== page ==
Tuesday, September 24, 2019

Energy slaves

Suppose the world suddenly changed and we needed to use human slaves to replace fossil fuels. How many slaves would it take to do tasks we now take for granted.

A pump station sends water 3000 feet over one mountain pass. At full capacity, it uses 2,460,000 energy slaves of power. 

If the entire population of the city of Los Angeles did nothing but pedal hard and sleep, they would generate this much energy.  -Source

A Ford Expedition SUV—1700 energy slaves. Arranged on bikes four abreast (a bit wider than a standard ten foot road lane) and squeezed so there was just a few feet between the front wheel of one and the rear wheel of the next, the Ford Expedition would require a column of energy slaves nearly a mile long...  -Source

So depending on how we count, each American has somewhere between 75 and 400 “energy slaves” working for him or her (24 hours a day), and the richer ones have thousands. The global average energy use is of course lower, and represents figures between 18 and 90...  -Source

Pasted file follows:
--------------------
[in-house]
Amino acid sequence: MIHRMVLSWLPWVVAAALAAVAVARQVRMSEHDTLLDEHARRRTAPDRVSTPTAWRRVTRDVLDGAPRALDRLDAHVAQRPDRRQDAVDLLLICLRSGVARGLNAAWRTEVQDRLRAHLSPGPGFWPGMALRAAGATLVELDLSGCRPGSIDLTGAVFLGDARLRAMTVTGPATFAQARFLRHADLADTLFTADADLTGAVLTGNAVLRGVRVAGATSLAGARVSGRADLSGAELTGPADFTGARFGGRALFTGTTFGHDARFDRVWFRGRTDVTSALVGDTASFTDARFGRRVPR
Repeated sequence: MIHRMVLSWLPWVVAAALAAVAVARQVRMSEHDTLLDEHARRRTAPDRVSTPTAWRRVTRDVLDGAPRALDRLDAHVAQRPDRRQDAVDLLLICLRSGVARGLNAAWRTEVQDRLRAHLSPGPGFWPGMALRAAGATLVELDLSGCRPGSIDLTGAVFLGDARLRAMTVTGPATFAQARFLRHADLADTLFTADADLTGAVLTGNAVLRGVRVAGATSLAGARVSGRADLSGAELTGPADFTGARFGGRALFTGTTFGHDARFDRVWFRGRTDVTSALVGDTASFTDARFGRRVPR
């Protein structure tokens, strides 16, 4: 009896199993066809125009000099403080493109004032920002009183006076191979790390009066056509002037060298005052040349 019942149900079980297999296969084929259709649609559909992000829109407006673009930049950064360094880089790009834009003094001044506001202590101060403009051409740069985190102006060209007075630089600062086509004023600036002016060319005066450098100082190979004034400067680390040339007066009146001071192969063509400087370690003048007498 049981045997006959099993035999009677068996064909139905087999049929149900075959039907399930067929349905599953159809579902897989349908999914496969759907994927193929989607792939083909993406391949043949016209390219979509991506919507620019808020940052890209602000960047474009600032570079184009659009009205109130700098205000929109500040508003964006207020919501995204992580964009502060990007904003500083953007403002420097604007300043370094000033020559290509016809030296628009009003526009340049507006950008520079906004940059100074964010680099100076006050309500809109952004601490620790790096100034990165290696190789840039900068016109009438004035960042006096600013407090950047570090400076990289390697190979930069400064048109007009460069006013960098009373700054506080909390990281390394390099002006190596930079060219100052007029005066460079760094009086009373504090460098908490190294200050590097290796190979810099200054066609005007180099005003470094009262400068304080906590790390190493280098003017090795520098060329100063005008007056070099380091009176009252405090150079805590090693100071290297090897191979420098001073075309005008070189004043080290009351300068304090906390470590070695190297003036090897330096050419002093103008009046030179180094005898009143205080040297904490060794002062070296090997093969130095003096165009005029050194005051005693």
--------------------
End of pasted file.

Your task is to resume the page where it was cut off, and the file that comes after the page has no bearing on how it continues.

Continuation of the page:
In an austere environment, whether due to resource depletion, issues with distribution or scarcity created by political disagreement, a robust distribution system will diminish resources allocated to lower-utility uses to protect higher-utility uses. For example, rational people would choose to not air condition their garage if it means they have energy to transport their wife-in-labor to medical help.

Planned economies...socialism/communism...historically are terrible at efficiently allocating resources.  Political elite eat strawberries in January while peasants starve. Celebrities fly private planes to distant locations to discuss "justice" while women walk fifteen miles a day to collect firewood to cook their family's bread.

Technologies that can convert waste to either food or mechanical/electrical energy will be the Philosopher's Stones that converts dross to gold. Those technologies can be draft animals, gasifiers or steam engines. They can also be structural, using the waste heat in a loft to dry herbs, for instance. 


  1. Cheap, reliable, and abundant energy has been the cornerstone of our civilization, our relatively peaceful and plentiful lifestyle, and our overall prosperity. So much so we've come to take it for granted that the light will go on when we turn the switch, that there will be gas for our cars to move, and fuel to heat/cool our homes and cook our meals.

    Even as we live by it, idiots want to reduce the supply and drive up the cost and reduce our standard of living for their green control fantasies.

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